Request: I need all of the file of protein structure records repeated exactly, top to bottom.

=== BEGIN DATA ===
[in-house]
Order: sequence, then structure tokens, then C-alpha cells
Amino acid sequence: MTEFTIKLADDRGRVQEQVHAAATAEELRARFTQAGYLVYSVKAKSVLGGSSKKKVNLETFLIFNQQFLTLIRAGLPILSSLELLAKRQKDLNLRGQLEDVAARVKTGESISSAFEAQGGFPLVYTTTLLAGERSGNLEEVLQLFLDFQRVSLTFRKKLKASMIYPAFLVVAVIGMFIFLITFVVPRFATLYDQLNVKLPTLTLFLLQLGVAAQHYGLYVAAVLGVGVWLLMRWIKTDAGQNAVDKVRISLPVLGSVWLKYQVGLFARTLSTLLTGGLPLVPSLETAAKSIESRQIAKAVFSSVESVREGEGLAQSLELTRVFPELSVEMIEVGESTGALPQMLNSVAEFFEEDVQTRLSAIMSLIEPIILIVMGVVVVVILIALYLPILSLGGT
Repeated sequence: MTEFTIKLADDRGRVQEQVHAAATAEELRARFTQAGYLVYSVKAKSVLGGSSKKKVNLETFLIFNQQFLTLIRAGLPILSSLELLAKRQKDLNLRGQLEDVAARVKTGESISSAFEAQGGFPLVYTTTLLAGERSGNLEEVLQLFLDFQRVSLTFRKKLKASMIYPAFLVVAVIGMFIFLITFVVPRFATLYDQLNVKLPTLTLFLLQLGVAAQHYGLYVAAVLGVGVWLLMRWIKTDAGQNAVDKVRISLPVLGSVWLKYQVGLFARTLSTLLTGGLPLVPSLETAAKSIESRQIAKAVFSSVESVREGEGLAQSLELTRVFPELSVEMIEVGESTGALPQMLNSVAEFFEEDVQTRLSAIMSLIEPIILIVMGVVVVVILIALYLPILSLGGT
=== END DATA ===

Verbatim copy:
[in-house]
Order: sequence, then structure tokens, then C-alpha cells
Amino acid sequence: MTEFTIKLADDRGRVQEQVHAAATAEELRARFTQAGYLVYSVKAKSVLGGSSKKKVNLETFLIFNQQFLTLIRAGLPILSSLELLAKRQKDLNLRGQLEDVAARVKTGESISSAFEAQGGFPLVYTTTLLAGERSGNLEEVLQLFLDFQRVSLTFRKKLKASMIYPAFLVVAVIGMFIFLITFVVPRFATLYDQLNVKLPTLTLFLLQLGVAAQHYGLYVAAVLGVGVWLLMRWIKTDAGQNAVDKVRISLPVLGSVWLKYQVGLFARTLSTLLTGGLPLVPSLETAAKSIESRQIAKAVFSSVESVREGEGLAQSLELTRVFPELSVEMIEVGESTGALPQMLNSVAEFFEEDVQTRLSAIMSLIEPIILIVMGVVVVVILIALYLPILSLGGT
Repeated sequence: MTEFTIKLADDRGRVQEQVHAAATAEELRARFTQAGYLVYSVKAKSVLGGSSKKKVNLETFLIFNQQFLTLIRAGLPILSSLELLAKRQKDLNLRGQLEDVAARVKTGESISSAFEAQGGFPLVYTTTLLAGERSGNLEEVLQLFLDFQRVSLTFRKKLKASMIYPAFLVVAVIGMFIFLITFVVPRFATLYDQLNVKLPTLTLFLLQLGVAAQHYGLYVAAVLGVGVWLLMRWIKTDAGQNAVDKVRISLPVLGSVWLKYQVGLFARTLSTLLTGGLPLVPSLETAAKSIESRQIAKAVFSSVESVREGEGLAQSLELTRVFPELSVEMIEVGESTGALPQMLNSVAEFFEEDVQTRLSAIMSLIEPIILIVMGVVVVVILIALYLPILSLGGT